At this time of year, we hear a lot about golf, with features on the winners of the majors. Dr. Bob Rotella wrote an interesting article in Golf Digest titled “10 Rules for How to Win Your Major Golf Tournament.” The article was for golfers at every skill level, but it also applies to those running printing companies.
This is not about golf as a business, but golf as a sport. So, how does it tie to your business? Golf is highly competitive; a golfer plays against others, plus against his or her own record. In a printing company, that means being better than your planned results—monthly, quarterly, or annually.
A second similarity is efficiency. Golfers use available resources to achieve the lowest score (fewest shots) to win. So it is in business. If there is ever a question about why print owners are reluctant to add staff, it is because people come at a cost. Too many people create bureaucracy; slowing down decision-making and the ability to execute quickly.
The third similarity is that those who practice more tend to win. Talent is great, but even a not-so-great golfer knows that to improve from fair to good requires a commitment to practice. In printing, it is the same thing; ask any solid printing salesperson how he or she got to be that way, and he or she will respond that he or she practiced because without it, skills drift away.
How to Win
In Rotella’s article, he explains what a person needs to do to win. These same rules apply to businesses. The first rule is to believe that you can win. The second rule is that winning is defined as your printing company’s success. The two are linked.
Rotella finished third from last in the 1985 Charlottesville, VA, city championship. He followed the leaders to compare his game to theirs. He left the course believing that if those guys could win, so could he—provided he practiced and improved. Rotella did win in 1993 with a 12-foot putt on the 18th hole. It took eight years, but all that time, he kept his eyes on the prize.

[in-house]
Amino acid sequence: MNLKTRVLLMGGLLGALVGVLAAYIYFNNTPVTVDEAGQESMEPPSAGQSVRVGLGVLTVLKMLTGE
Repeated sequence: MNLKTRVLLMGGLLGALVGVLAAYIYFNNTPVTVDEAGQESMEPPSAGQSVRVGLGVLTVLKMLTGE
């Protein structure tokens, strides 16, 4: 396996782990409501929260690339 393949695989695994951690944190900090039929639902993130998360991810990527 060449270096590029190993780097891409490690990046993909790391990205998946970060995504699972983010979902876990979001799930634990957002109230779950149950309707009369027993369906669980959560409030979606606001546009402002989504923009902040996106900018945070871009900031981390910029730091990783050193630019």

The third rule is not to be lulled into thinking that nothing matters but results. Why? Results aren’t the same as having a solid printing organization. Often results hide problems that can kill a business.
Patience is the fourth rule. Golfers who get overly aggressive make mistakes. Those who take their time and play for the long haul succeed. Whether on the golf course or in the boardroom, patient play wins.
Everything counts is the fifth rule. On the golf course, the only true measure of success is when every stroke is counted. “Mulligans” and “do-overs” aren’t real in golf. In business, there are very few, if any, second chances.
The sixth rule is to find peace. A golf course should be a sanctuary. The game of golf is something to enjoy. The same is true in business. Those who dislike the printing industry, their clients, their vendors, or the products and services need to find another place where happiness will prevail. The most successful really enjoy what they do.
Embracing personality is the seventh rule. Successful people in golf and in business know who they are and don’t try to be someone or something they are not.
From time to time, everyone gets unsolicited advice about how to do better on the golf course. It might be a comment about how the golf club is gripped, your stance, your swing, your putting stroke, etc. In business, it is the same way. The eighth rule is to avoid these well intentioned people.
The ninth rule is to have a routine to lean on because having the foundation helps when tough times happen. This means having processes and procedures that work in your printing operation to achieve the desired goals.
Finding someone who believes in you is the tenth rule. Successful people have a coach who sees things in us that we did not see ourselves. They then teach us to take full advantage of those strengths; empowering us with belief. Successful printers belong to peer groups, have executive coaches, or regularly use advisors or consultants.
Ben Hogan, one of the best golfers of all time, considered quitting several times early in his career because he did not feel he was providing for his wife the way he should. His wife, Valerie, wouldn’t hear of it, and she encouraged Ben to continue. The rest is history.
Mitch Evans is president of Mitch Evans Consulting (www.myprintresource.com/10209474). His areas of expertise are in strategic planning, valuation, mergers and acquisition, financial planning, new technology, and “1-2-1” coaching. Contact him at 561-351-6950 or firstname.lastname@example.org.